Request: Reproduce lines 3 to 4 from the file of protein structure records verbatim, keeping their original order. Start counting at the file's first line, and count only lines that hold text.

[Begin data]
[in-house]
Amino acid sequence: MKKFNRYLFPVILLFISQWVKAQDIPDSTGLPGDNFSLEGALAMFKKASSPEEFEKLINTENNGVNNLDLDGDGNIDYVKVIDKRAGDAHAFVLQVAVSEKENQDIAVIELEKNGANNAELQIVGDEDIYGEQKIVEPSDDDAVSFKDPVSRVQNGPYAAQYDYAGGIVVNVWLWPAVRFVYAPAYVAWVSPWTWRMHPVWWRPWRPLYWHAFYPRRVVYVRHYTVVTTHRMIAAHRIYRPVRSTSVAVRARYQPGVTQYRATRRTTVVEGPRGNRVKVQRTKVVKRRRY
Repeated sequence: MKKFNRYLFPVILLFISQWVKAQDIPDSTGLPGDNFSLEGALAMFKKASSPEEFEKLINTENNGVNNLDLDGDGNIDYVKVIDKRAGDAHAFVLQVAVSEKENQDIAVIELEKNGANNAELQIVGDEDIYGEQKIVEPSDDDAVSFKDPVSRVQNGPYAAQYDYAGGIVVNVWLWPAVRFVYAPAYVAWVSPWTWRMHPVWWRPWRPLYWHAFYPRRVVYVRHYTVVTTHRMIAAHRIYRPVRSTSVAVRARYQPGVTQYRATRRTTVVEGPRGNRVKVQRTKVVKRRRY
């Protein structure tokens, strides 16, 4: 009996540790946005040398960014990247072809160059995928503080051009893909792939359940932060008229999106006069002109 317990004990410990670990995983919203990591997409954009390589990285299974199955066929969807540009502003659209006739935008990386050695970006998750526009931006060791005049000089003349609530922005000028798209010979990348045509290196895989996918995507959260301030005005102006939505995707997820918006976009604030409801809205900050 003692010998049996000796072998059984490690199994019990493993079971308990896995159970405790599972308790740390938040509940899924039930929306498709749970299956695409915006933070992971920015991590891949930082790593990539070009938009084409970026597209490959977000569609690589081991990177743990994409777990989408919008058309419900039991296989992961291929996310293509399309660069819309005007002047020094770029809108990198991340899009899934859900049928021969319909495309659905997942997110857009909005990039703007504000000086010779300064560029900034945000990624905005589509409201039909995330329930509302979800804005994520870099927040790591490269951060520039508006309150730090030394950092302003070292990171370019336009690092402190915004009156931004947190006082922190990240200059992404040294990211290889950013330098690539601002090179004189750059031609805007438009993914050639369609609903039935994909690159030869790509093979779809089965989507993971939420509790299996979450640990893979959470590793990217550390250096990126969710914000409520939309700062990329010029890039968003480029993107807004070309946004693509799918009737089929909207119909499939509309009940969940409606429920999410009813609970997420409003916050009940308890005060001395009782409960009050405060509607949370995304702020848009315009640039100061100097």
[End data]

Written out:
Repeated sequence: MKKFNRYLFPVILLFISQWVKAQDIPDSTGLPGDNFSLEGALAMFKKASSPEEFEKLINTENNGVNNLDLDGDGNIDYVKVIDKRAGDAHAFVLQVAVSEKENQDIAVIELEKNGANNAELQIVGDEDIYGEQKIVEPSDDDAVSFKDPVSRVQNGPYAAQYDYAGGIVVNVWLWPAVRFVYAPAYVAWVSPWTWRMHPVWWRPWRPLYWHAFYPRRVVYVRHYTVVTTHRMIAAHRIYRPVRSTSVAVRARYQPGVTQYRATRRTTVVEGPRGNRVKVQRTKVVKRRRY
């Protein structure tokens, strides 16, 4: 009996540790946005040398960014990247072809160059995928503080051009893909792939359940932060008229999106006069002109 317990004990410990670990995983919203990591997409954009390589990285299974199955066929969807540009502003659209006739935008990386050695970006998750526009931006060791005049000089003349609530922005000028798209010979990348045509290196895989996918995507959260301030005005102006939505995707997820918006976009604030409801809205900050 003692010998049996000796072998059984490690199994019990493993079971308990896995159970405790599972308790740390938040509940899924039930929306498709749970299956695409915006933070992971920015991590891949930082790593990539070009938009084409970026597209490959977000569609690589081991990177743990994409777990989408919008058309419900039991296989992961291929996310293509399309660069819309005007002047020094770029809108990198991340899009899934859900049928021969319909495309659905997942997110857009909005990039703007504000000086010779300064560029900034945000990624905005589509409201039909995330329930509302979800804005994520870099927040790591490269951060520039508006309150730090030394950092302003070292990171370019336009690092402190915004009156931004947190006082922190990240200059992404040294990211290889950013330098690539601002090179004189750059031609805007438009993914050639369609609903039935994909690159030869790509093979779809089965989507993971939420509790299996979450640990893979959470590793990217550390250096990126969710914000409520939309700062990329010029890039968003480029993107807004070309946004693509799918009737089929909207119909499939509309009940969940409606429920999410009813609970997420409003916050009940308890005060001395009782409960009050405060509607949370995304702020848009315009640039100061100097």